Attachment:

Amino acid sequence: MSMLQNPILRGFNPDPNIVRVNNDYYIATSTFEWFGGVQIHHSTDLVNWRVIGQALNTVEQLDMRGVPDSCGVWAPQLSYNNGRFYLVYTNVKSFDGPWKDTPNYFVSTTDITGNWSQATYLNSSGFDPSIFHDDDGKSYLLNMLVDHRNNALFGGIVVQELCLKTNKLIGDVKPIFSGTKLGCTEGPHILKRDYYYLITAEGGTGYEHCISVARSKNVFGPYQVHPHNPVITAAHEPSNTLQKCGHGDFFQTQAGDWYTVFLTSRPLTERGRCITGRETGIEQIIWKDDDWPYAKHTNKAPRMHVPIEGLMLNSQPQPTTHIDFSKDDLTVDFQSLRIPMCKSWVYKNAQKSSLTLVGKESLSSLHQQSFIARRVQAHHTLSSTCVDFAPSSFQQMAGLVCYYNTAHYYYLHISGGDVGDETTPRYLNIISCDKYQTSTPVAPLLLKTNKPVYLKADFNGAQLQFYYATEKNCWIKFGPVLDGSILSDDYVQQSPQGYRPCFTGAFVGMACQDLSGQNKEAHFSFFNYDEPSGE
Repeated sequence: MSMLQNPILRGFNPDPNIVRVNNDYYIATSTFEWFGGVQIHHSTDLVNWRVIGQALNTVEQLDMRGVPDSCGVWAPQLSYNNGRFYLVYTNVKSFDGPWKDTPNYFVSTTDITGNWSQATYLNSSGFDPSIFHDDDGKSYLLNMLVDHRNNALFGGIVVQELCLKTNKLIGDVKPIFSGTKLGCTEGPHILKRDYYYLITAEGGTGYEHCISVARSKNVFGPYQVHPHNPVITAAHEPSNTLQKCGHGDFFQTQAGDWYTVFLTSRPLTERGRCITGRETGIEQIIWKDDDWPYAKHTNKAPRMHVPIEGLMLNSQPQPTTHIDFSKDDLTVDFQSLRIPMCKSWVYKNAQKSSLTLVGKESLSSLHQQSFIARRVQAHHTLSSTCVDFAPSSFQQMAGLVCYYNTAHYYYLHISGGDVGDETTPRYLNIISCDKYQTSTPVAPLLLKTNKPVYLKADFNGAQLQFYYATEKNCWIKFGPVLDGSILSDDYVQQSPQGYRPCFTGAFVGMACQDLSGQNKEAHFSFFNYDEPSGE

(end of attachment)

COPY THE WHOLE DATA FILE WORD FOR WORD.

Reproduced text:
Amino acid sequence: MSMLQNPILRGFNPDPNIVRVNNDYYIATSTFEWFGGVQIHHSTDLVNWRVIGQALNTVEQLDMRGVPDSCGVWAPQLSYNNGRFYLVYTNVKSFDGPWKDTPNYFVSTTDITGNWSQATYLNSSGFDPSIFHDDDGKSYLLNMLVDHRNNALFGGIVVQELCLKTNKLIGDVKPIFSGTKLGCTEGPHILKRDYYYLITAEGGTGYEHCISVARSKNVFGPYQVHPHNPVITAAHEPSNTLQKCGHGDFFQTQAGDWYTVFLTSRPLTERGRCITGRETGIEQIIWKDDDWPYAKHTNKAPRMHVPIEGLMLNSQPQPTTHIDFSKDDLTVDFQSLRIPMCKSWVYKNAQKSSLTLVGKESLSSLHQQSFIARRVQAHHTLSSTCVDFAPSSFQQMAGLVCYYNTAHYYYLHISGGDVGDETTPRYLNIISCDKYQTSTPVAPLLLKTNKPVYLKADFNGAQLQFYYATEKNCWIKFGPVLDGSILSDDYVQQSPQGYRPCFTGAFVGMACQDLSGQNKEAHFSFFNYDEPSGE
Repeated sequence: MSMLQNPILRGFNPDPNIVRVNNDYYIATSTFEWFGGVQIHHSTDLVNWRVIGQALNTVEQLDMRGVPDSCGVWAPQLSYNNGRFYLVYTNVKSFDGPWKDTPNYFVSTTDITGNWSQATYLNSSGFDPSIFHDDDGKSYLLNMLVDHRNNALFGGIVVQELCLKTNKLIGDVKPIFSGTKLGCTEGPHILKRDYYYLITAEGGTGYEHCISVARSKNVFGPYQVHPHNPVITAAHEPSNTLQKCGHGDFFQTQAGDWYTVFLTSRPLTERGRCITGRETGIEQIIWKDDDWPYAKHTNKAPRMHVPIEGLMLNSQPQPTTHIDFSKDDLTVDFQSLRIPMCKSWVYKNAQKSSLTLVGKESLSSLHQQSFIARRVQAHHTLSSTCVDFAPSSFQQMAGLVCYYNTAHYYYLHISGGDVGDETTPRYLNIISCDKYQTSTPVAPLLLKTNKPVYLKADFNGAQLQFYYATEKNCWIKFGPVLDGSILSDDYVQQSPQGYRPCFTGAFVGMACQDLSGQNKEAHFSFFNYDEPSGE